Corrie and Betsie ten Boom
1892—1983, 1885—1944
Haarlem, Holland

Living in Nazi-occupied Holland, the ten Boom family turned their home into a safe-haven for the Jewish community.  Corrie stayed in contact with the Dutch resistance movement and eventually began hiding resistance workers as well.  An architect from the resistance even built a hidden room in the ten Boom’s house called “the hiding place.”

By the winter of 1944, the ten Boom family had rescued around 800 people.  But in February of that year, the family was found out by the Gestapo and were deported to the Scheveningen prison.  Corrie and Betsie were sent into separate solitary confinement cells before later being sent to Ravensbruck concentration camp.  Betsie became sick and, while dying, passed on her last mission to her sister: “Love your enemies.”

Corrie’s greatest challenge was to turn from hatred to forgiveness of those who had imprisoned her and her loved ones.  After the war ended, Corrie traveled Germany with the message of God’s love, loving thy enemy, and the absolute need for forgiveness.

Maria de la Luz Camacho
1907—1934
Mexico City

Born on May 17, 1907 to a well-to-do businessman, Maria grew up with a strong devotion to her faith.  As she grew into adulthood, the Communist movement began its attack on the Church.  Maria joined a group called Catholic Action, a small network that tried to counter the Communists.

When a mob of “Red Shirts” began to attack her church, where hundreds of children were at Mass, Maria went to stand between the mob and the church doors.  She was joined by a small group of women.  When ordered to move from the doors, Maria replied, “We are not afraid.   If it becomes necessary, we are ready to die for Christ the King.  Those who wish to enter this church must first pass over my body.”

No one knows exactly how long the standoff continued.  The mob continued to grow until shots rang out.  Maria was struck in the chest, fatally wounded.  Meanwhile, the children had safely escaped from the church, along with the priest, and the mob’s plan to burn down the building was thwarted.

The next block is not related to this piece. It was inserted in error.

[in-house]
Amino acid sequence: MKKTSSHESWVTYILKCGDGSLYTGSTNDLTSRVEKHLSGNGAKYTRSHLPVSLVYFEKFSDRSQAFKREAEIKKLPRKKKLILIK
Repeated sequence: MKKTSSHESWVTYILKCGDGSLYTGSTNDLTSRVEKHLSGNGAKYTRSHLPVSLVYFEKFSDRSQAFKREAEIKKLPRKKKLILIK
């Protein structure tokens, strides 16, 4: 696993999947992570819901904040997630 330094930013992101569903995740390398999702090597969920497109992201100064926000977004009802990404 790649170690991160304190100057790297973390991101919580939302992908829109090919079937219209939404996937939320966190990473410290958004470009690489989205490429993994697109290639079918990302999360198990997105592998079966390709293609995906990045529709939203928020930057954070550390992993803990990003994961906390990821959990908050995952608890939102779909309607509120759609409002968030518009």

Dorothy Day
1897—1980
New York

Dorothy Day began as a radical who rejected religion and ended as a radical who embraced Christianity.  While reporting on a hunger march in Washington, DC, Dorothy was stirred by the protestors and agonized over a way to reconcile her political stance with her religious beliefs.  It was shortly after this event that she met Peter Maurin.

With Peter, she created the Catholic Worker Movement.  In 1931, her newspaper The Catholic Worker went on sale.  The paper urged a return to Christian hospitality for “the stranger”—the homeless, the hungry, the destitute.  This spurred the creation of Catholic Worker houses, with thirty-three springing up around the country by 1936.

Day took her calling seriously until the end of her life.  She demanded a great deal from herself and never gave up her first commitment—the poor—around her.  Her life still challenges us with questions such as, “Where were the saints to try to change the social order—not just to minister to the slaves for example, but to do away with slavery altogether?”